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Popularity of Philip In the Peloponnese

But now a difficulty arose which was created by
Oppressive conduct of Apelles the Achaeans.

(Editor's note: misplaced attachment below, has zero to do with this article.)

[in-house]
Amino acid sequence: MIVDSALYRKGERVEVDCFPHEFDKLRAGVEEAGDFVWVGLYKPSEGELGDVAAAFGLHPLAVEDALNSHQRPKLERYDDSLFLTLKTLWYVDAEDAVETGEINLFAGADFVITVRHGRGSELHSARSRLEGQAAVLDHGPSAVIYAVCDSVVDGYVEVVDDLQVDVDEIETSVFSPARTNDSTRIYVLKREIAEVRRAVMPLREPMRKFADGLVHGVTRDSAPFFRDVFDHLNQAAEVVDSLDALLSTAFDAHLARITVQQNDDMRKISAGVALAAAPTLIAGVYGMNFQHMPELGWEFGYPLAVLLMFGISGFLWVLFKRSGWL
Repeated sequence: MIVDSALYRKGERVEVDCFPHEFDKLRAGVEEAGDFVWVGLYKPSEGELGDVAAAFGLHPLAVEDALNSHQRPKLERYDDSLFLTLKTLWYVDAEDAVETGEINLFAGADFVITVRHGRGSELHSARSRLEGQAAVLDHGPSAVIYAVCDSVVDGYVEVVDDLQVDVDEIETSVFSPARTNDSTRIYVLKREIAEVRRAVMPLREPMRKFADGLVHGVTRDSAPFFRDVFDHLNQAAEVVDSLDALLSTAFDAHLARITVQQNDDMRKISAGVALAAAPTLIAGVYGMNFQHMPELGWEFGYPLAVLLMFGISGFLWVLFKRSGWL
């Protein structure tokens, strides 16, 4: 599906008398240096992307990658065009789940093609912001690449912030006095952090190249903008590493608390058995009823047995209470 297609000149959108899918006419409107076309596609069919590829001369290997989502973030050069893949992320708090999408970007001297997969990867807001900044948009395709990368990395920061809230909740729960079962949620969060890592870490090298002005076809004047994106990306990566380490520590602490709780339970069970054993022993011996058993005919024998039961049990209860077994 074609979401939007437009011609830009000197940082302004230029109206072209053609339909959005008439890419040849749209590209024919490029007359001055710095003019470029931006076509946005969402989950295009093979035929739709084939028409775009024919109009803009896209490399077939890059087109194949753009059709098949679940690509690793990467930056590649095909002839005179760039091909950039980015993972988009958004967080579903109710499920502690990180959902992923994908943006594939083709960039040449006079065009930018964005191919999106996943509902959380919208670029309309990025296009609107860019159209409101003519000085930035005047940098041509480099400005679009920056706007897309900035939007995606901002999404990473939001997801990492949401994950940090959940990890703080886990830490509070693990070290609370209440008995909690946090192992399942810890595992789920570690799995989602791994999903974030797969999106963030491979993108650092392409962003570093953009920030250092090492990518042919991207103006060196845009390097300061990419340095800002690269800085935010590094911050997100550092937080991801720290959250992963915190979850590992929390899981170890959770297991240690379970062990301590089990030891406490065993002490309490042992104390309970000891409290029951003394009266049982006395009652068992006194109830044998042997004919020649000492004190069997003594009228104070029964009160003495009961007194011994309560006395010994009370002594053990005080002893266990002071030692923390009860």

Apelles. Apelles was one of those who had been left by Antigonus as guardians of his son, and had, as it happened, more influence than any one else with the king. He conceived the wish to bring the Achaeans into the same position as the Thessalians; and adopted for that purpose a very offensive line of conduct. The Thessalians were supposed to enjoy their own constitution, and to have quite a different status to the Macedonians; but in fact they had exactly the same, and obeyed every order of the royal ministers. It was with the purpose of bringing about the same state of things, that this officer now set himself to test the subservience of the Achaean contingent. At first he confined himself to giving the Macedonian soldiers leave to eject Achaeans from their quarters, who on any occasion had taken possession of them first, as well as to wrest from them any booty they might have taken; but he afterwards treated them with actual violence, through the agency of his subordinates, on any trifling pretext; while such as complained of this treatment, or took the part of those who were being beaten, he personally arrested and put into confinement: being convinced that by this method he would gradually and imperceptibly bring them into the habit of submitting, without remonstrance, to any thing which the king might choose to inflict. And this opinion he deduced from his previous experience in the army of Antigonus, when he had seen the Achaeans willing to endure any hardship, on the one condition of escaping from the yoke of Cleomenes. However, certain young Achaeans held a meeting, and going to Aratus explained to him the policy which was being pursued by Apelles: whereupon Aratus at once went to Philip, feeling that a stand must be made on this point at once and without delay. He made his statement to the king; who, being informed of the facts, first of all encouraged the young men by a promise that nothing of the sort should happen to them again; and then commanded Apelles not to impose any orders upon the Achaeans without consulting their own Strategus.

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